LARNE Council could be set to take part in a new anti-litter campaign supported by local celebrities.
Environmental charity Tidy NI is planning to run an advertising campaign called Don’t Rubbish Northern Ireland, which aims to highlight the problem of litter and encourage more people to bin their waste.
The scheme follows in the footsteps of a highly successful project in the USA called Don’t Mess with Texas, which has been running for 25 years and has the backing of a host of iconic celebrities.
At the latest meeting of the environment at Smiley Buildings, chief executive of Tidy NI Dr Ian Humphreys outlined the potential benefits of the Province-wide project and asked local elected representatives to lend their support.
He added: “Figures from Texas show that their campaign has delivered saving of about £5 million per year.
“This scheme represents something different and I believe it is well worth investing in.
“The advertisements can be customised to suit each council area, and I am asking you to give us four or five years to see if the campaign can make a difference in Northern Irleand the way it has in Texas.”
The Don’t Rubbish NI campaign is estimated to cost £400,000, with one-third of the funding coming from Department of Environment and another one third from Belfast City Council.
Other local authorities would make up the remainder, with each council being asked to contribute an average of about £5,000, depending on its population size.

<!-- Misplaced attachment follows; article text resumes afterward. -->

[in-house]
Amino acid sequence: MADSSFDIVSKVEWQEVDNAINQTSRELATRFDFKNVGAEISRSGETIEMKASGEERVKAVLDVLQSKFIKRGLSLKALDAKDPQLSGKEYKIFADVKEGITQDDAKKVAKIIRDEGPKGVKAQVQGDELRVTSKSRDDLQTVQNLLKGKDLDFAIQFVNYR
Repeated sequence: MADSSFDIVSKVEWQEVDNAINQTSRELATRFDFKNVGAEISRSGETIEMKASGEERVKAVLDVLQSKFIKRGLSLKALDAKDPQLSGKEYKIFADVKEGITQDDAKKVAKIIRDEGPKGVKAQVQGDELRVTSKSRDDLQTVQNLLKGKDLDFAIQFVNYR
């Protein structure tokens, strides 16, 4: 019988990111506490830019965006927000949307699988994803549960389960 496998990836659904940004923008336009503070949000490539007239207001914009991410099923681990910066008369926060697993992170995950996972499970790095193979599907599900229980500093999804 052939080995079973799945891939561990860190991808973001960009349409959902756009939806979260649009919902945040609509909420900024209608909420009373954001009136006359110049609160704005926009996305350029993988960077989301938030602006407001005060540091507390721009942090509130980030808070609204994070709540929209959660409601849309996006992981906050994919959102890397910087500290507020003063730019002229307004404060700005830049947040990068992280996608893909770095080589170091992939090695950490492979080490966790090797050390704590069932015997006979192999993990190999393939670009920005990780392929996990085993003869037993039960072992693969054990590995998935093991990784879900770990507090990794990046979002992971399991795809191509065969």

Alderman Roy Beggs welcomed the chance for Larne Council to get involved in the campaign and encouraged members to support the scheme.
Councillor Oliver McMullan also felt the project would be worthwhile, but added that it could take some time for the benefits to become apparent.
“The USA actively pays people in the community to collect certain types of rubbish, so Americans will be more used to these sorts of campaigns than people in Northern Ireland,” he added.
But Councillor Martin Wilson expressed concern about the cost of the project: “Larne Council has only detected 20 litter offences and generated at total of £1060 in revenue from fixed penalty fines in the last six months.
“We need to be convinced that this initiative would not be overly burdensome on the ratepayers.”
The council said it would take on board the comments made by Dr Humphreys and make a decision on whether to get involved in the campaign at a later date.